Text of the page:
It’s wise to disinfect the clothes, towels, bedding, and hairbrushes of those infested and all close contacts. Leave these items outside for three days (lice can’t survive longer than that without a blood meal) or, alternatively, wash in hot (140 degrees Fahrenheit) water for a full 30 minutes. Boiling combs and brushes for 5-10 minutes is advised. Freezing items for over 24 hours has also met with success.

Some suggest vacuuming the floor and furniture where the infested person spent time. Having said that, it’s highly unlikely that someone will get lice that have fallen onto the floor or furniture as they can’t survive long once off a human host. Nits can’t hatch and will die if not kept at the same temperature as that found on the human scalp.

MEDICATIONS

Medicines that kill lice are known as “pediculicides” and the family medic should have some in their storage. Over-the-counter shampoos or lotions containing permethrin, like Nix®, are usually the first option used to deal with lice. Permethrin is a synthetic form of pyrethrin, a chemical derived from chrysanthemum flowers. It should be noted that the effectiveness of permethrin is starting to decrease, due to resistance on the part of some varieties of “super-lice.”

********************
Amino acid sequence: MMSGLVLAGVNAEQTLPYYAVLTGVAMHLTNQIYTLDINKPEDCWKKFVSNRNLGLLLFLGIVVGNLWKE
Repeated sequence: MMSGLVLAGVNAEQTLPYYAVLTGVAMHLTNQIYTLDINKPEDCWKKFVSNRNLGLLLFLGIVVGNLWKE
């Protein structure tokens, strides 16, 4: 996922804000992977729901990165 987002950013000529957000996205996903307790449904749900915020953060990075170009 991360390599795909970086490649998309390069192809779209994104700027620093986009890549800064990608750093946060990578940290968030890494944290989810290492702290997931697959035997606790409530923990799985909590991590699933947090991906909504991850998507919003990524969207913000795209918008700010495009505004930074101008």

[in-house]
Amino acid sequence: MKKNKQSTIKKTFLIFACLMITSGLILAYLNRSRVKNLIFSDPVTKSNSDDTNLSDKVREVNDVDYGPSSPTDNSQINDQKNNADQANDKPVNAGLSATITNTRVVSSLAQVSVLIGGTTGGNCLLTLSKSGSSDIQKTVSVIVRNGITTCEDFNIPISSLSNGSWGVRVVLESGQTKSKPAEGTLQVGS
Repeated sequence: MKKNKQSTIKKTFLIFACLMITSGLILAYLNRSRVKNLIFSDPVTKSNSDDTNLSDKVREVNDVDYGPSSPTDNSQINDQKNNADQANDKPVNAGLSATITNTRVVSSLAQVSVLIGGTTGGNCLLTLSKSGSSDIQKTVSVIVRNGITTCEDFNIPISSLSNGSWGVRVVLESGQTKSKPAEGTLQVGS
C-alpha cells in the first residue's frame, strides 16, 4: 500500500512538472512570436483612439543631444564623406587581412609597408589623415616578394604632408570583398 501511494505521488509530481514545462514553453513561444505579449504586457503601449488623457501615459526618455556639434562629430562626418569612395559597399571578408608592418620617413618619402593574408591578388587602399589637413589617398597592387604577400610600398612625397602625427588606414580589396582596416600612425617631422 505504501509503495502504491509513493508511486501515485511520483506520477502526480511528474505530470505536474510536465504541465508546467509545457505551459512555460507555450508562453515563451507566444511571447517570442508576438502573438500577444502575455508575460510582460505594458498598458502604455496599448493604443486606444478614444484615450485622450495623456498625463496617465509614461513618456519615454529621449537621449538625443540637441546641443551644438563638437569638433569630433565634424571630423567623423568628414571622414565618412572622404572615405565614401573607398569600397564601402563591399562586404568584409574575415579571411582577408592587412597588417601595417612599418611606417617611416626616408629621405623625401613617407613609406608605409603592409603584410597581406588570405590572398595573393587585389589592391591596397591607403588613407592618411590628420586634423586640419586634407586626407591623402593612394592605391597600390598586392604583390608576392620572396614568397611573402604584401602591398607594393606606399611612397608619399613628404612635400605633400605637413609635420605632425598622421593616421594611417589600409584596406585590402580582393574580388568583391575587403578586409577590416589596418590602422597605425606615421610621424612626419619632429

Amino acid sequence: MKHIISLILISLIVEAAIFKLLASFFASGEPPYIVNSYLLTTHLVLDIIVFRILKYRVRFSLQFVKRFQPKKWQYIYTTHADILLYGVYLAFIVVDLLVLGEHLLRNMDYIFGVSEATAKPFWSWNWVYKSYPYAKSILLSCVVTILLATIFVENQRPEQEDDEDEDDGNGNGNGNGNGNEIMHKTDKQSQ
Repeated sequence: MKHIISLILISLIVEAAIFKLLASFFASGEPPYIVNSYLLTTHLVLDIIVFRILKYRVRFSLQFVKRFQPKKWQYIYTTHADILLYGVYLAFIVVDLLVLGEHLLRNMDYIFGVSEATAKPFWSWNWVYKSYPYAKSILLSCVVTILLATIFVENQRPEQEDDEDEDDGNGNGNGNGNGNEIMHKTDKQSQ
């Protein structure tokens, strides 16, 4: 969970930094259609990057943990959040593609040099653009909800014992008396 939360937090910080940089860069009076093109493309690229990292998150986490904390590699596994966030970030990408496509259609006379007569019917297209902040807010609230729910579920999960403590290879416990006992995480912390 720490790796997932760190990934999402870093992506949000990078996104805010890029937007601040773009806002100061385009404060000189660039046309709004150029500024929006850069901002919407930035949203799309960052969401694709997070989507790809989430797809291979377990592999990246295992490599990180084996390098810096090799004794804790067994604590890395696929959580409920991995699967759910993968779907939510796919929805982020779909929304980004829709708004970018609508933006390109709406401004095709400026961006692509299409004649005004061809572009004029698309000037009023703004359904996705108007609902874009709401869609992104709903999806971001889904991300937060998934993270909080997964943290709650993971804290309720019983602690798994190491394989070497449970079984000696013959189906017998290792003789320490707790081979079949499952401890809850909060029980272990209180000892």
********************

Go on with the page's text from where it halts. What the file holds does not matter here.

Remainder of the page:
A non-prescription lotion containing ivermectin (brand name: Sklice) is toxic to lice and approved for use in adults as well as children over the age of 6 months. Apply it once to dry hair, starting at the scalp and working it outward so the entire head is covered. Rinse off with water after 10 minutes. One application is about 75 percent effective in eliminating the problem.

Oral prescription ivermectin (brand name: Stromectol) is available for adults and children over 15 kilograms in weight as a tablet. The oral drug effectively treats lice with only two doses given eight days apart. This drug is typically used when other treatments haven’t been effective.

Topical prescription drug Malathion (you may have used it on your plants) is effective for those over 5 years old when applied to hair and then rubbed into the scalp. Malathion has a high alcohol content and is flammable, so keep it away from heat source, such as a hair dryer.